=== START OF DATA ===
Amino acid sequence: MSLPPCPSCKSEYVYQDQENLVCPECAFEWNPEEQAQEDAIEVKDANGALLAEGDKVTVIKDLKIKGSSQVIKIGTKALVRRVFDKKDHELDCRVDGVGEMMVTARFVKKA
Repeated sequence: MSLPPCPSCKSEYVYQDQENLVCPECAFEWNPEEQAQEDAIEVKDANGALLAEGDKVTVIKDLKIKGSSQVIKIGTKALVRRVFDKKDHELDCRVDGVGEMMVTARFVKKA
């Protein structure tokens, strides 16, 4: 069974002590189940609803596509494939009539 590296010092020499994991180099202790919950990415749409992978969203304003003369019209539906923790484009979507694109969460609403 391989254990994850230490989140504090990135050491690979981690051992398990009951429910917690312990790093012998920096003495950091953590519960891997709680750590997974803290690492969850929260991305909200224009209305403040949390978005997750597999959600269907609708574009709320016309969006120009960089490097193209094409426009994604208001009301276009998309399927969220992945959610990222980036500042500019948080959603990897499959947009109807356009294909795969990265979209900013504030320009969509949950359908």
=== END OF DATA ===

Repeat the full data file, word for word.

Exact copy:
Amino acid sequence: MSLPPCPSCKSEYVYQDQENLVCPECAFEWNPEEQAQEDAIEVKDANGALLAEGDKVTVIKDLKIKGSSQVIKIGTKALVRRVFDKKDHELDCRVDGVGEMMVTARFVKKA
Repeated sequence: MSLPPCPSCKSEYVYQDQENLVCPECAFEWNPEEQAQEDAIEVKDANGALLAEGDKVTVIKDLKIKGSSQVIKIGTKALVRRVFDKKDHELDCRVDGVGEMMVTARFVKKA
């Protein structure tokens, strides 16, 4: 069974002590189940609803596509494939009539 590296010092020499994991180099202790919950990415749409992978969203304003003369019209539906923790484009979507694109969460609403 391989254990994850230490989140504090990135050491690979981690051992398990009951429910917690312990790093012998920096003495950091953590519960891997709680750590997974803290690492969850929260991305909200224009209305403040949390978005997750597999959600269907609708574009709320016309969006120009960089490097193209094409426009994604208001009301276009998309399927969220992945959610990222980036500042500019948080959603990897499959947009109807356009294909795969990265979209900013504030320009969509949950359908």